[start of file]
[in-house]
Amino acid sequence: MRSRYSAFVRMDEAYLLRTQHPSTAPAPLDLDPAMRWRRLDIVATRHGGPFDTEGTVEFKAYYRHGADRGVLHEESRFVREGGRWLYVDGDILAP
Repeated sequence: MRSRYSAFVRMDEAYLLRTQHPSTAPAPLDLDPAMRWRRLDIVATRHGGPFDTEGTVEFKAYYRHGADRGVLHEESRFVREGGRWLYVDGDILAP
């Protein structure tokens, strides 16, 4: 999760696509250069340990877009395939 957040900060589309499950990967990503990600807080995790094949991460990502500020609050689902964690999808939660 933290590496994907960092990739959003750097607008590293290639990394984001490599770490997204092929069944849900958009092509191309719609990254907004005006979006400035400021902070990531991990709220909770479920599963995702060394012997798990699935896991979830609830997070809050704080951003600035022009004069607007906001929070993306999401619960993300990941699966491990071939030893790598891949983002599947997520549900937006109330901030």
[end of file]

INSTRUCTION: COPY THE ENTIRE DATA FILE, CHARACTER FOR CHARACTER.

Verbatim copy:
[in-house]
Amino acid sequence: MRSRYSAFVRMDEAYLLRTQHPSTAPAPLDLDPAMRWRRLDIVATRHGGPFDTEGTVEFKAYYRHGADRGVLHEESRFVREGGRWLYVDGDILAP
Repeated sequence: MRSRYSAFVRMDEAYLLRTQHPSTAPAPLDLDPAMRWRRLDIVATRHGGPFDTEGTVEFKAYYRHGADRGVLHEESRFVREGGRWLYVDGDILAP
């Protein structure tokens, strides 16, 4: 999760696509250069340990877009395939 957040900060589309499950990967990503990600807080995790094949991460990502500020609050689902964690999808939660 933290590496994907960092990739959003750097607008590293290639990394984001490599770490997204092929069944849900958009092509191309719609990254907004005006979006400035400021902070990531991990709220909770479920599963995702060394012997798990699935896991979830609830997070809050704080951003600035022009004069607007906001929070993306999401619960993300990941699966491990071939030893790598891949983002599947997520549900937006109330901030």